What were the major challenges that you faced during your studies at SFU and BPK?
I didn’t get to BPK right away, and at the time I was admitted, SFU didn’t have direct admission. I was admitted into Science, and I had to do internal transfer based on all the science prerequisites, which was tough! I was also working a part-time job on my first semester and I struggled with school. It was very stressful but after that it was easier. I find that upper-division courses were easier for me, because I was more interested in them. I could see the application right away from those courses.
My biggest downfall in my undergraduate was working too much. In my first semester I was taking 14 credits and I was working 25 hours a week. No one told me that was a bad idea!
How did your education at SFU and BPK influence your career?
Mostly I draw on my degree when I’m working with my student staff, and that’s great. My co-op positions have also led me to the field I am currently working in, which I love!
What is your favorite memory from your time at the university and the department?
I really enjoyed working on campus, and I liked meeting people from other faculties and that’s where I really met people. I also enjoyed taking active study breaks. My friend and I would study in the library and we would run up and down the stairs to freshen up, or walk on the trail and talk about physio and exercises when studying for exams. I enjoyed mixing activities into my study. I studied really well that way too.
I also love going to fairs, like Information Evening, Academic Options Day, and Careers Day and recruiting students to the department. I love doing it and got to know Darleen Bemister, BPK Co-op Coordinator, through these events!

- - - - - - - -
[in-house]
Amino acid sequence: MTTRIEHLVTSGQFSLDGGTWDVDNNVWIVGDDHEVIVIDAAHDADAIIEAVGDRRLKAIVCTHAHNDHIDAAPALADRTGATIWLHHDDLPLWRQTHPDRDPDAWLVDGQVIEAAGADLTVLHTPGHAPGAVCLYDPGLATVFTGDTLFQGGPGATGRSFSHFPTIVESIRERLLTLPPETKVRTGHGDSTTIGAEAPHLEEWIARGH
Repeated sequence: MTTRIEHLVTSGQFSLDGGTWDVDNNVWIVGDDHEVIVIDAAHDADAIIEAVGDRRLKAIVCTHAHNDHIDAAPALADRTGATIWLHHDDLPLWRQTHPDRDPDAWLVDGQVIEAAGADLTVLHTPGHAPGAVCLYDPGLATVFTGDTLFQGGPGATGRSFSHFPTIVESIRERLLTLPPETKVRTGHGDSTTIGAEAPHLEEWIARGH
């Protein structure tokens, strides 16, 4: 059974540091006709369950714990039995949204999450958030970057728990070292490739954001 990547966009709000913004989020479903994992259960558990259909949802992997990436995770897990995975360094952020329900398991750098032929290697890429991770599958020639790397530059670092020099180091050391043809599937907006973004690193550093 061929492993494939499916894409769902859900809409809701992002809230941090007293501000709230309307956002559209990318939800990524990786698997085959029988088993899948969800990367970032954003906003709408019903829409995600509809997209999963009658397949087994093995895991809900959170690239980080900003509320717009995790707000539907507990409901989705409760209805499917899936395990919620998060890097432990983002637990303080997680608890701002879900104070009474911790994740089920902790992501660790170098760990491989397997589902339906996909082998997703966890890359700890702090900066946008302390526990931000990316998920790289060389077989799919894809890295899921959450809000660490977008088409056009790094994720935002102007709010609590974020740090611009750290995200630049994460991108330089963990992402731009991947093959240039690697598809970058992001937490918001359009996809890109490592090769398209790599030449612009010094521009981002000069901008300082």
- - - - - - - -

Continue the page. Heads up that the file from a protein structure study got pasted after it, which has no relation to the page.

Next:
Who do you think make a difference at SFU or BPK, or who do you remember the most from the department?
Two people. Penny Deck, who was the undergraduate advisor when I was a student. She was really supportive and encouraging when I was having a hard time with my internal transfer. And Darleen Bemister from Co-op!
What do you consider to be your greatest accomplishments (both personally and professionally)?
Twofold, I guess. Completing my degree felt really good, so that’s up there. I also recently started my graduate studies in Health Sciences so that’s a really exciting project for me too.
What advice would you give to current students at BPK?
If you are planning to work, don’t work on your first semester. Get involved, and if you can live on campus, do it. And meet people from outside of your faculty or department. BPK is a great and supportive department with fantastic faculty and staff, but you get a more diverse perspective if you also hang out with students from other departments. Look for opportunities where you can mingle with other students, such as social clubs, student clubs, and so on. When you’re a student it can feel that you’re so into your studies and everything is science, but broadening your perspective is great, too. Also, do co-op or exchange abroad! I didn’t do it and I think it would have been a good experience.
What do you enjoy doing with your free time?
I love cooking, although not always successfully! I’m a vegetarian and my partner is not so I always try to find a meat version of something and a veggie version of something else. I love anything crafty or artistic, like scrapbooking or paper craft or giftwrapping.
I also like to read! After I was done with my undergraduate, I wanted to start reading again. I love non-fiction and leadership development books. I’m currently reading Good to Great by Jim Collins, and Fierce Conversations by Susan Scott.
This post was originally posted on the SFU BPK Alumni Page.